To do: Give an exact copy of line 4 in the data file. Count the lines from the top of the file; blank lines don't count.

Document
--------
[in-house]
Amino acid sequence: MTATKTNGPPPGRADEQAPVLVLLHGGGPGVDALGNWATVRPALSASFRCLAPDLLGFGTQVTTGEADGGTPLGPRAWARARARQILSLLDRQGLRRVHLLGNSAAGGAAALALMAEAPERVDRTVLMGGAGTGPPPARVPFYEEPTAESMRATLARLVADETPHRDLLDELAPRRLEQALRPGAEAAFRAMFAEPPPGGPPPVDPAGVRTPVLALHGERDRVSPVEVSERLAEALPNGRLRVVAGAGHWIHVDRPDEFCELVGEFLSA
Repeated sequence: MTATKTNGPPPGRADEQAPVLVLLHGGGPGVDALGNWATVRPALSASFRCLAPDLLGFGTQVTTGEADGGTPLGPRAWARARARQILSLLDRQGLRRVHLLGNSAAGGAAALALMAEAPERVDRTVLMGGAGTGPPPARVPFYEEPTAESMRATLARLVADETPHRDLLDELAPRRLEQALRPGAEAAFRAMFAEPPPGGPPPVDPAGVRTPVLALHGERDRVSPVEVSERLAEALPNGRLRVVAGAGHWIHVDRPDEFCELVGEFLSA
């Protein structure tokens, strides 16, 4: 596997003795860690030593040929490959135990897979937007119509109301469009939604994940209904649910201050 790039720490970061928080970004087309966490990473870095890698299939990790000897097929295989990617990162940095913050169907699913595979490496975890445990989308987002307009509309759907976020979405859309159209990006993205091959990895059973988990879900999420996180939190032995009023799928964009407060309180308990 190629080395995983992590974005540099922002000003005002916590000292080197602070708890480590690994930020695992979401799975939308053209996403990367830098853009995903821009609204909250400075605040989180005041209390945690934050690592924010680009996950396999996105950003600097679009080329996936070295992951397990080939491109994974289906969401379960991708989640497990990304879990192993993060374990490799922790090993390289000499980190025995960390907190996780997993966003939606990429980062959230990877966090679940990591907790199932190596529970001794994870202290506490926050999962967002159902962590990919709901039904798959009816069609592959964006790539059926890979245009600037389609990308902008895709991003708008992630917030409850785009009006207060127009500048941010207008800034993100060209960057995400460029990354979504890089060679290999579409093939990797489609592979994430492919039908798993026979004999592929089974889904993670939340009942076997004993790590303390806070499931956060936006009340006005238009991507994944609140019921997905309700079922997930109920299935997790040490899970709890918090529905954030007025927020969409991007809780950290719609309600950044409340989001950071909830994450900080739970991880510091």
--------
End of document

């Protein structure tokens, strides 16, 4: 596997003795860690030593040929490959135990897979937007119509109301469009939604994940209904649910201050 790039720490970061928080970004087309966490990473870095890698299939990790000897097929295989990617990162940095913050169907699913595979490496975890445990989308987002307009509309759907976020979405859309159209990006993205091959990895059973988990879900999420996180939190032995009023799928964009407060309180308990 190629080395995983992590974005540099922002000003005002916590000292080197602070708890480590690994930020695992979401799975939308053209996403990367830098853009995903821009609204909250400075605040989180005041209390945690934050690592924010680009996950396999996105950003600097679009080329996936070295992951397990080939491109994974289906969401379960991708989640497990990304879990192993993060374990490799922790090993390289000499980190025995960390907190996780997993966003939606990429980062959230990877966090679940990591907790199932190596529970001794994870202290506490926050999962967002159902962590990919709901039904798959009816069609592959964006790539059926890979245009600037389609990308902008895709991003708008992630917030409850785009009006207060127009500048941010207008800034993100060209960057995400460029990354979504890089060679290999579409093939990797489609592979994430492919039908798993026979004999592929089974889904993670939340009942076997004993790590303390806070499931956060936006009340006005238009991507994944609140019921997905309700079922997930109920299935997790040490899970709890918090529905954030007025927020969409991007809780950290719609309600950044409340989001950071909830994450900080739970991880510091």